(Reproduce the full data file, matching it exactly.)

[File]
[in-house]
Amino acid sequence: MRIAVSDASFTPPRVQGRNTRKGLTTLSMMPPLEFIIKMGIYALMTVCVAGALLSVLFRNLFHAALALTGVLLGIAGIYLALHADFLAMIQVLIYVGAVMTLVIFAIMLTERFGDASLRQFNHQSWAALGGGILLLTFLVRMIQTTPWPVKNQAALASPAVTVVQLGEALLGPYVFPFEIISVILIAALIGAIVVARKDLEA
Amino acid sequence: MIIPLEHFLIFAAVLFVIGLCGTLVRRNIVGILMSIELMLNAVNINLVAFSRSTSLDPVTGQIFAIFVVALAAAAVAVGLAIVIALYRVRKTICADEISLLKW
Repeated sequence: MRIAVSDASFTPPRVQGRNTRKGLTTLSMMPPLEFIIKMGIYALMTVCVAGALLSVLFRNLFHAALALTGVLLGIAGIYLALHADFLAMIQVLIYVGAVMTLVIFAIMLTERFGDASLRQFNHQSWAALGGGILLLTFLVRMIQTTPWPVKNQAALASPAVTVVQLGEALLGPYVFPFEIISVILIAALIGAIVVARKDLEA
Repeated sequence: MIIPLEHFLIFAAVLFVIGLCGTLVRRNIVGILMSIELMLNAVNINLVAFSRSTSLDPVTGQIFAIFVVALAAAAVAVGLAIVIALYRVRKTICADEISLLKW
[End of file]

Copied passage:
[in-house]
Amino acid sequence: MRIAVSDASFTPPRVQGRNTRKGLTTLSMMPPLEFIIKMGIYALMTVCVAGALLSVLFRNLFHAALALTGVLLGIAGIYLALHADFLAMIQVLIYVGAVMTLVIFAIMLTERFGDASLRQFNHQSWAALGGGILLLTFLVRMIQTTPWPVKNQAALASPAVTVVQLGEALLGPYVFPFEIISVILIAALIGAIVVARKDLEA
Amino acid sequence: MIIPLEHFLIFAAVLFVIGLCGTLVRRNIVGILMSIELMLNAVNINLVAFSRSTSLDPVTGQIFAIFVVALAAAAVAVGLAIVIALYRVRKTICADEISLLKW
Repeated sequence: MRIAVSDASFTPPRVQGRNTRKGLTTLSMMPPLEFIIKMGIYALMTVCVAGALLSVLFRNLFHAALALTGVLLGIAGIYLALHADFLAMIQVLIYVGAVMTLVIFAIMLTERFGDASLRQFNHQSWAALGGGILLLTFLVRMIQTTPWPVKNQAALASPAVTVVQLGEALLGPYVFPFEIISVILIAALIGAIVVARKDLEA
Repeated sequence: MIIPLEHFLIFAAVLFVIGLCGTLVRRNIVGILMSIELMLNAVNINLVAFSRSTSLDPVTGQIFAIFVVALAAAAVAVGLAIVIALYRVRKTICADEISLLKW